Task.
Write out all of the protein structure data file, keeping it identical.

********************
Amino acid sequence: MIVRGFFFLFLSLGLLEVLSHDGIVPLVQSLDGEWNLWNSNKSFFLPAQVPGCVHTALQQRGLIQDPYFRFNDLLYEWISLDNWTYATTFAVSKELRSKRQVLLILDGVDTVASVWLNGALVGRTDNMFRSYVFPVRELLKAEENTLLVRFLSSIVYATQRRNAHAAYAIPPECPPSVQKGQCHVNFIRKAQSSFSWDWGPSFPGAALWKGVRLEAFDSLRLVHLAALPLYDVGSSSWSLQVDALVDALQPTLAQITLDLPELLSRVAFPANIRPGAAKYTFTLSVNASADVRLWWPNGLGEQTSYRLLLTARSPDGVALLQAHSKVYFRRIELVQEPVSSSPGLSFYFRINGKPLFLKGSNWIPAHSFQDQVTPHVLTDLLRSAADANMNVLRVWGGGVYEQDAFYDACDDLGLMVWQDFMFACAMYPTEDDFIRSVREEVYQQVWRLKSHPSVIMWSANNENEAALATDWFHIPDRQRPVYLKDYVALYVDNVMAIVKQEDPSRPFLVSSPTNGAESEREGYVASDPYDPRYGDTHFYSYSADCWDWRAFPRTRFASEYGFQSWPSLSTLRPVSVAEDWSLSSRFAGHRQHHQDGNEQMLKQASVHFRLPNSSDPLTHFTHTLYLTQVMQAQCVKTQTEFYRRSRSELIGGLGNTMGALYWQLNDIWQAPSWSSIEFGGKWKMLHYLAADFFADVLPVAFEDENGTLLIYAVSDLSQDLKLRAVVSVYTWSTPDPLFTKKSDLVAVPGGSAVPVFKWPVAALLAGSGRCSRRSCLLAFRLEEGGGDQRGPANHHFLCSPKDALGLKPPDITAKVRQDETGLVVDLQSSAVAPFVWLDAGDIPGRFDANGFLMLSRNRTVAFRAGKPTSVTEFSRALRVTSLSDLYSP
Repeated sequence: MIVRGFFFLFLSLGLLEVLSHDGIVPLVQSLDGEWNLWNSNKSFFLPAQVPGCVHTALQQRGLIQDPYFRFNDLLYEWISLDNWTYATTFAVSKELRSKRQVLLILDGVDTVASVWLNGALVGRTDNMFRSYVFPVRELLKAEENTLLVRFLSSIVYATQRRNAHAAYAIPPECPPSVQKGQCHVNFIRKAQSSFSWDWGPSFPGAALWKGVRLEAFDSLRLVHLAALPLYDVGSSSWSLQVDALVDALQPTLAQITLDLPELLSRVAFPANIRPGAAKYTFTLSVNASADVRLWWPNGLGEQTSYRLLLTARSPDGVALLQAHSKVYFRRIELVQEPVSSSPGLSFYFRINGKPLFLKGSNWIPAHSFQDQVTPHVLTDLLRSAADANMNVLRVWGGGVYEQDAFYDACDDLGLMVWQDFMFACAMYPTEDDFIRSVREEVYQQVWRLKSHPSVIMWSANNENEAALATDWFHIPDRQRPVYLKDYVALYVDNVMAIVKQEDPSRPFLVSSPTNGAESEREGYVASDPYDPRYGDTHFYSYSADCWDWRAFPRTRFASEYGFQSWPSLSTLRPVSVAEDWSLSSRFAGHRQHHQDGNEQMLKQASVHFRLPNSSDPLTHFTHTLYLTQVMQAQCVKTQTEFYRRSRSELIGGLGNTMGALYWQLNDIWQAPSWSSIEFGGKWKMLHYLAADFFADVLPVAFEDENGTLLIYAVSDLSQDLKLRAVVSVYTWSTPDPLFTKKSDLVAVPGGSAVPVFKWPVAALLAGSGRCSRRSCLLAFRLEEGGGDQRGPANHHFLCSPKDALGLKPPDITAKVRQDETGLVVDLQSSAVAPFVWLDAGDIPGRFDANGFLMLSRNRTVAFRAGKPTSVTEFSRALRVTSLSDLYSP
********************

Amino acid sequence: MIVRGFFFLFLSLGLLEVLSHDGIVPLVQSLDGEWNLWNSNKSFFLPAQVPGCVHTALQQRGLIQDPYFRFNDLLYEWISLDNWTYATTFAVSKELRSKRQVLLILDGVDTVASVWLNGALVGRTDNMFRSYVFPVRELLKAEENTLLVRFLSSIVYATQRRNAHAAYAIPPECPPSVQKGQCHVNFIRKAQSSFSWDWGPSFPGAALWKGVRLEAFDSLRLVHLAALPLYDVGSSSWSLQVDALVDALQPTLAQITLDLPELLSRVAFPANIRPGAAKYTFTLSVNASADVRLWWPNGLGEQTSYRLLLTARSPDGVALLQAHSKVYFRRIELVQEPVSSSPGLSFYFRINGKPLFLKGSNWIPAHSFQDQVTPHVLTDLLRSAADANMNVLRVWGGGVYEQDAFYDACDDLGLMVWQDFMFACAMYPTEDDFIRSVREEVYQQVWRLKSHPSVIMWSANNENEAALATDWFHIPDRQRPVYLKDYVALYVDNVMAIVKQEDPSRPFLVSSPTNGAESEREGYVASDPYDPRYGDTHFYSYSADCWDWRAFPRTRFASEYGFQSWPSLSTLRPVSVAEDWSLSSRFAGHRQHHQDGNEQMLKQASVHFRLPNSSDPLTHFTHTLYLTQVMQAQCVKTQTEFYRRSRSELIGGLGNTMGALYWQLNDIWQAPSWSSIEFGGKWKMLHYLAADFFADVLPVAFEDENGTLLIYAVSDLSQDLKLRAVVSVYTWSTPDPLFTKKSDLVAVPGGSAVPVFKWPVAALLAGSGRCSRRSCLLAFRLEEGGGDQRGPANHHFLCSPKDALGLKPPDITAKVRQDETGLVVDLQSSAVAPFVWLDAGDIPGRFDANGFLMLSRNRTVAFRAGKPTSVTEFSRALRVTSLSDLYSP
Repeated sequence: MIVRGFFFLFLSLGLLEVLSHDGIVPLVQSLDGEWNLWNSNKSFFLPAQVPGCVHTALQQRGLIQDPYFRFNDLLYEWISLDNWTYATTFAVSKELRSKRQVLLILDGVDTVASVWLNGALVGRTDNMFRSYVFPVRELLKAEENTLLVRFLSSIVYATQRRNAHAAYAIPPECPPSVQKGQCHVNFIRKAQSSFSWDWGPSFPGAALWKGVRLEAFDSLRLVHLAALPLYDVGSSSWSLQVDALVDALQPTLAQITLDLPELLSRVAFPANIRPGAAKYTFTLSVNASADVRLWWPNGLGEQTSYRLLLTARSPDGVALLQAHSKVYFRRIELVQEPVSSSPGLSFYFRINGKPLFLKGSNWIPAHSFQDQVTPHVLTDLLRSAADANMNVLRVWGGGVYEQDAFYDACDDLGLMVWQDFMFACAMYPTEDDFIRSVREEVYQQVWRLKSHPSVIMWSANNENEAALATDWFHIPDRQRPVYLKDYVALYVDNVMAIVKQEDPSRPFLVSSPTNGAESEREGYVASDPYDPRYGDTHFYSYSADCWDWRAFPRTRFASEYGFQSWPSLSTLRPVSVAEDWSLSSRFAGHRQHHQDGNEQMLKQASVHFRLPNSSDPLTHFTHTLYLTQVMQAQCVKTQTEFYRRSRSELIGGLGNTMGALYWQLNDIWQAPSWSSIEFGGKWKMLHYLAADFFADVLPVAFEDENGTLLIYAVSDLSQDLKLRAVVSVYTWSTPDPLFTKKSDLVAVPGGSAVPVFKWPVAALLAGSGRCSRRSCLLAFRLEEGGGDQRGPANHHFLCSPKDALGLKPPDITAKVRQDETGLVVDLQSSAVAPFVWLDAGDIPGRFDANGFLMLSRNRTVAFRAGKPTSVTEFSRALRVTSLSDLYSP